Today in 1572, John Donne was born. Donne was equally powerful as a poet and as a preacher, because in both roles he exercised an apparently absolute mastery over the English language.
In his 1999 book The Theology of John Donne, Jeffrey Johnson argues that “the doctrine of the Trinity is for Donne the seminal Christian belief,” and provides ample textual evidence that Donne was committed to preaching and teaching on this doctrine.
In an important sermon preached in the royal court in 1629, Donne lamented how neglected the doctrine of the Trinity was:
But though in our Doctrine we keep up the Trinity aright; yet God knowes, in our Practise we doe not. I hope it cannot be said of any of us that he beleeves not the Trinity, but who amongst us thinkes of the Trinity, considers the Trinity? Father and Sonne doe naturally imply, and induce one another; and therefore they fall oftner into our consideration. But for the Holy Ghost, who feels him, when he feels him? Who takes knowledge of his working when he works?
For his part, Donne wanted to bind the name of the Trinity to his parishioners and his nation. Quoting the church father Basil of Caesarea, Donne argues that “it is the foundation, the summe, it is all the Christian Religion, to beleeve aright of the Trinity.” And quoting Augustine of Hippo, Donne agrees that the doctrine is a very difficult one, but one that repays close study: “As there is not so steepy a place to clamber up, nor so slippery a place to fall upon, as the doctrine of the Trinity; so is that also true… there is no so fulfilling, so accomplishing, so abundant an Article as that of the Trinity, for it is all Christianity. And therefore let us keepe our selves to that way, of the manifestation of the Trinity.”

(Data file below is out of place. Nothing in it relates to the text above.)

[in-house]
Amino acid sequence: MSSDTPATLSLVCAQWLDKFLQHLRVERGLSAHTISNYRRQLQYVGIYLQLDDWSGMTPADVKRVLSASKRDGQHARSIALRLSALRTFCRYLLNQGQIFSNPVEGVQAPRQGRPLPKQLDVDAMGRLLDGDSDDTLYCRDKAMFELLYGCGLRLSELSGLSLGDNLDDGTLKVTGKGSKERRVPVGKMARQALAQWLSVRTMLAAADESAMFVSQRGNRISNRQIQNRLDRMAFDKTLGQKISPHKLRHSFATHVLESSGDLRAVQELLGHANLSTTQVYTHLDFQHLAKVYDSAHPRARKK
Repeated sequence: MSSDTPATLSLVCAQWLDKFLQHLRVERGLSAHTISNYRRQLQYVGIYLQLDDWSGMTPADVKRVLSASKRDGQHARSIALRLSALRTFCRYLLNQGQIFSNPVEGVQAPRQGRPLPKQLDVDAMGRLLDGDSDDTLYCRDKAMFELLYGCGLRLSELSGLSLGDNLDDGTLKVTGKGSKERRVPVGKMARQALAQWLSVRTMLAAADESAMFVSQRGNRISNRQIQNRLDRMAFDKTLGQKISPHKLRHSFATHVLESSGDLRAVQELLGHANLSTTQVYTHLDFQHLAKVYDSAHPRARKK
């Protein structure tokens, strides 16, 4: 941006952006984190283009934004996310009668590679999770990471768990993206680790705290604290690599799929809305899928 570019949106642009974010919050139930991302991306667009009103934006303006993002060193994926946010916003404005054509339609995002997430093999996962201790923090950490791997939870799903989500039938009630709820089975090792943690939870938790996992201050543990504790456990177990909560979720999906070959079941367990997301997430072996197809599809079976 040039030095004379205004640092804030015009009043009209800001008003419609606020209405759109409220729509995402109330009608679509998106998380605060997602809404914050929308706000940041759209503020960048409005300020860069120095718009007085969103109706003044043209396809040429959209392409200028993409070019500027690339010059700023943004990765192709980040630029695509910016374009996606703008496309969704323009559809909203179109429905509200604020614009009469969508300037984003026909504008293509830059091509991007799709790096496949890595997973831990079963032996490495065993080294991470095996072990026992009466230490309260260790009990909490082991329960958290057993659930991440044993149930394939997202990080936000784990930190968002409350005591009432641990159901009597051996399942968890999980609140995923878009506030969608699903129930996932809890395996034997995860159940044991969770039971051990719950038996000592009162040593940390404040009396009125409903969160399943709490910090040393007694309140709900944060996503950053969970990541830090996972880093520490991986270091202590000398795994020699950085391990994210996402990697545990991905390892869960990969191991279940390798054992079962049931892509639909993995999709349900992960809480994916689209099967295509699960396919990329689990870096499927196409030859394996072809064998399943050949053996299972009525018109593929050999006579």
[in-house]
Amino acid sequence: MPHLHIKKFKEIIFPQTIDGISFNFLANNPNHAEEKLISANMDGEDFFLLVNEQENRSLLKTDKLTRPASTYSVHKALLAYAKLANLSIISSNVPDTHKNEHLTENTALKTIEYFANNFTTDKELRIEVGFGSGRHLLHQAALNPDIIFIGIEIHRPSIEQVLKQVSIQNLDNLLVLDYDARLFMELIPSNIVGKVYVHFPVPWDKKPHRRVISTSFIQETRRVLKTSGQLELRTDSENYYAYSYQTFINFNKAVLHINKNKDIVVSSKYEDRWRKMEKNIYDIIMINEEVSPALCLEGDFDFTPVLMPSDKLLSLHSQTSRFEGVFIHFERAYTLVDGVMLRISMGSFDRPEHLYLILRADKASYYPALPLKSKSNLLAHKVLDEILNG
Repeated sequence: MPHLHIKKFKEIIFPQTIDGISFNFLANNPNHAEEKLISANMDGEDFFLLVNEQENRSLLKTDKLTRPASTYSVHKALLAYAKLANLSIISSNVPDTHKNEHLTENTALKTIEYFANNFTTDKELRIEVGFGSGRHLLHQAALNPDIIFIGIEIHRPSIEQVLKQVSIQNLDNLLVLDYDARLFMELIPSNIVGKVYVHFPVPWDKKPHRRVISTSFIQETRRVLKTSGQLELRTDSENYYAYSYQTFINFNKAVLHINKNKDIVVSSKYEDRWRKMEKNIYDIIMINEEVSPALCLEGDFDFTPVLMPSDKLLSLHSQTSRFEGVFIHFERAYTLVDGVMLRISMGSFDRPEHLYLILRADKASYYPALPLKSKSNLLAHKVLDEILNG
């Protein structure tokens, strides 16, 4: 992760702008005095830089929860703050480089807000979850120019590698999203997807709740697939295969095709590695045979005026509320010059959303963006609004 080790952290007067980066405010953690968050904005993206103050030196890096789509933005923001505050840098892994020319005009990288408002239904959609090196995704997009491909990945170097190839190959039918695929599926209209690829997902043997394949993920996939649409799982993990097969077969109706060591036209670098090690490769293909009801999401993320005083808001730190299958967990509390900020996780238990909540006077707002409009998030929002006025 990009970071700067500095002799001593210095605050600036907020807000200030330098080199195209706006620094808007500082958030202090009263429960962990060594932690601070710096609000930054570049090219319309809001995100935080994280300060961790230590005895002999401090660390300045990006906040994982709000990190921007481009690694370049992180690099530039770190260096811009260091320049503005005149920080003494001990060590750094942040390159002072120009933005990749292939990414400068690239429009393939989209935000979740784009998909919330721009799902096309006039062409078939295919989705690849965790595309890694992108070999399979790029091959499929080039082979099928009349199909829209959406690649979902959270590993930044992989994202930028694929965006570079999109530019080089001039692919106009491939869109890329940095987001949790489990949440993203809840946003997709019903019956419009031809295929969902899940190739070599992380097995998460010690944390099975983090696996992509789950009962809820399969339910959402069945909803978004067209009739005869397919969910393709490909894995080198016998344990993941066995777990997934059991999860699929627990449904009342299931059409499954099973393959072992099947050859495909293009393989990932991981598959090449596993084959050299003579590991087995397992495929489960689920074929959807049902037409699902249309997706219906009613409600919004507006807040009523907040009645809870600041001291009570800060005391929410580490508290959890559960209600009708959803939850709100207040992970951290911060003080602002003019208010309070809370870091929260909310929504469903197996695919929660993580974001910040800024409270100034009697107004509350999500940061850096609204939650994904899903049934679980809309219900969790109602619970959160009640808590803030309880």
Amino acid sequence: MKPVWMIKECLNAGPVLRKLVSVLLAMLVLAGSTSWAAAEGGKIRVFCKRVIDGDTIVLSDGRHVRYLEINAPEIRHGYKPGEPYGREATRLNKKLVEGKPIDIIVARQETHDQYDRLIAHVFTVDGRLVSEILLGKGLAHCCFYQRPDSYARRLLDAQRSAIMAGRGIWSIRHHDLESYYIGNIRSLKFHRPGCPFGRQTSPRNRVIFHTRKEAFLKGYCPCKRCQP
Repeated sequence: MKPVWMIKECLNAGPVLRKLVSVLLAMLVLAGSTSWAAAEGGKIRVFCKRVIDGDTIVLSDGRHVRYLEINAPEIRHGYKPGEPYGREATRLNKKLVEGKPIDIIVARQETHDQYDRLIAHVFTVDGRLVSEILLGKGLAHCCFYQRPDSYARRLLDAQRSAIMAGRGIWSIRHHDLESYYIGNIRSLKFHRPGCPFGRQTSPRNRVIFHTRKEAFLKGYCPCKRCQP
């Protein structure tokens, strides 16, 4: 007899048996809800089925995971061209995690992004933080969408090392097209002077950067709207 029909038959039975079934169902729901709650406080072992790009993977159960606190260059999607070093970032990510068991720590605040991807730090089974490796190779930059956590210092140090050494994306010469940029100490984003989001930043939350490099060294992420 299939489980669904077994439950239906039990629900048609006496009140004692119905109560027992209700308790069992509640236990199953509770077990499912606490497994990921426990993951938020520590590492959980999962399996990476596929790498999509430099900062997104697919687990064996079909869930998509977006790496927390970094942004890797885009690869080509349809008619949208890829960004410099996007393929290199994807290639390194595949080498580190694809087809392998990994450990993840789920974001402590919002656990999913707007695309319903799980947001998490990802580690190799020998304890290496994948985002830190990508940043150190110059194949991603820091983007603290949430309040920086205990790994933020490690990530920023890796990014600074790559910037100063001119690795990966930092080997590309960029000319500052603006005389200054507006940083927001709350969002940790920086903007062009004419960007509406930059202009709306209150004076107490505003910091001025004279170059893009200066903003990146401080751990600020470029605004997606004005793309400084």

Donne’s most famous lines about the Trinity are from the Holy Sonnet beginning “Batter my heart, three person’d God.” The arresting imagery of that poem, half martial and half marital, is what makes it so memorable. But most of Donne’s references to the Trinity in his poems and sermons are centered on one idea, and a less violent one: That God is a unity rather than a singularity, a communion rather than a monad. And as we gather our scattered selves into the act of worshiping the triune God, we become more unified, more focused, more truly ourselves. In particular, following Augustine’s spirituality, Donne emphasized that our memories, understandings, and wills are knit together into unity as we approach the God who is Father, Son, and Holy Spirit. No doubt a mind so mercurial and many-sided as Donne’s found a much-needed promise of rest in that vision of triune unity.